“The veil is thin” as the last of summer’s abundance is celebrated, canned, and stored in root cellars. The harvested corn fields reveal naked maple stands off in the distance. The pale blue, cool sky meets the precise horizon along the mustard-yellow fields after the second cutting of hay weeks ago. It’s like an oil painting of complimentary colours before the oncoming winter’s bareness changes the landscape, the artist’s palette. And it’s a time when connection to ancestors, to spirit is so palpable.
Tracing the rolling hills with my eyes like reading an old story, I can feel the connection between land, mind, heart and spirit. Fresh snow caps the roadside freeze-dried goldenrod with white fluffy hats, insulates the roofs of bird houses, and dusts the bare fields in stripes, as though marking the many, many generations that have come before us.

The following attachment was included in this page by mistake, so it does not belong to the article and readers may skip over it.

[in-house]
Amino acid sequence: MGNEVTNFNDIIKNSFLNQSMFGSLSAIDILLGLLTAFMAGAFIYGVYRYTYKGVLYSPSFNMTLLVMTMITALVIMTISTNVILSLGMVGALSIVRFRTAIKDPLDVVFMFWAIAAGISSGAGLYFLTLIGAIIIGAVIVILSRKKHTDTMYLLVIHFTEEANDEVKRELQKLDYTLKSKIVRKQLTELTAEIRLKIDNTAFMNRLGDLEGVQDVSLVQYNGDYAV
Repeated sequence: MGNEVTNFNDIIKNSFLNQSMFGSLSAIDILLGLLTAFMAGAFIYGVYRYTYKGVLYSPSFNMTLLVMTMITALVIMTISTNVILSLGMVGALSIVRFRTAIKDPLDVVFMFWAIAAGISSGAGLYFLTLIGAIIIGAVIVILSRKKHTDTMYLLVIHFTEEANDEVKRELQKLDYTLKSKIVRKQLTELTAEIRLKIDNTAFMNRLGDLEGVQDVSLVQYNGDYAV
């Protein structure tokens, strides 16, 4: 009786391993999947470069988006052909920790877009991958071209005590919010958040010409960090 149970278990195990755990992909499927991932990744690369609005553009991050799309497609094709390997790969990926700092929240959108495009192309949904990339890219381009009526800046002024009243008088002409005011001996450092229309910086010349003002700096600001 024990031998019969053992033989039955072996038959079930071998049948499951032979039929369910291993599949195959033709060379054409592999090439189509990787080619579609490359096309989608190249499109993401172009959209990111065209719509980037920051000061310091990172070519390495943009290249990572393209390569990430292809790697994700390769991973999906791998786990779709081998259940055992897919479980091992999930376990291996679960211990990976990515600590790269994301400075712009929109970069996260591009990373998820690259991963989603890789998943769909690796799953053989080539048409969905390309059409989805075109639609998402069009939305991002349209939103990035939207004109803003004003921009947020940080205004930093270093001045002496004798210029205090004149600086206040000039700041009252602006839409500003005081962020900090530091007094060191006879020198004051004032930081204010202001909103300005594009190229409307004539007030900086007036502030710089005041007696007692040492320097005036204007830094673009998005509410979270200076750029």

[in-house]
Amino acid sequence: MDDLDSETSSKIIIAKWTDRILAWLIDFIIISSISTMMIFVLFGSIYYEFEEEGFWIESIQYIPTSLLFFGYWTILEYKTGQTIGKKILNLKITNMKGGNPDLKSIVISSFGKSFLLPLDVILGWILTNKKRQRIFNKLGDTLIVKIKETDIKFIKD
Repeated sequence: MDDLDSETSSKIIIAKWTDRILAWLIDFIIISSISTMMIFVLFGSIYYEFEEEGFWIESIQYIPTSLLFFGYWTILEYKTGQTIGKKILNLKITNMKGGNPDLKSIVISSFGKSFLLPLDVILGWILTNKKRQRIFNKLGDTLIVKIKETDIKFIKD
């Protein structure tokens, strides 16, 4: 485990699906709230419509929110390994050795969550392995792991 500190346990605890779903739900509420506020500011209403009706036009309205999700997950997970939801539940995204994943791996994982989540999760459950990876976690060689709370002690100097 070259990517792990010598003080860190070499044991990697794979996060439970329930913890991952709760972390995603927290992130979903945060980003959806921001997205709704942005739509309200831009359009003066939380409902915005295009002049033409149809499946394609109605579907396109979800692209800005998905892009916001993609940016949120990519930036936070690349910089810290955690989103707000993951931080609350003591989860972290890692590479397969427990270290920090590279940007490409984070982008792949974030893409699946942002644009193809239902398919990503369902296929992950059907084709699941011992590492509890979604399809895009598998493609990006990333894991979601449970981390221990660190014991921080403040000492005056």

I squint out of my kitchen window while preparing dinner one day in the late afternoon darkness. I’ve lit my candle in gratitude for the food: the plants, animals and all the hands that helped bring it to us; and in honour of the traditions of cooking and nourishing our families. The snow is sparkling in the circle of the porch light shining on the mound of bare soil where hosta stems lie dormant.
I think of the 25-foot-square massively-overgrown garden we inherited with our new house and how it is now bare, tilled, raked and ready for a winter’s rest under the snow before our first planting in spring. I think about how our hands will plant, weed and harvest food for our family and friends. How we’ll embody our ancestors as we do this in rhythm with nature’s cycles.
For now, I sit back and sip a cup of peppermint tea. Thinking of that particular plant’s medicine. And the medicine in honouring our ancestors.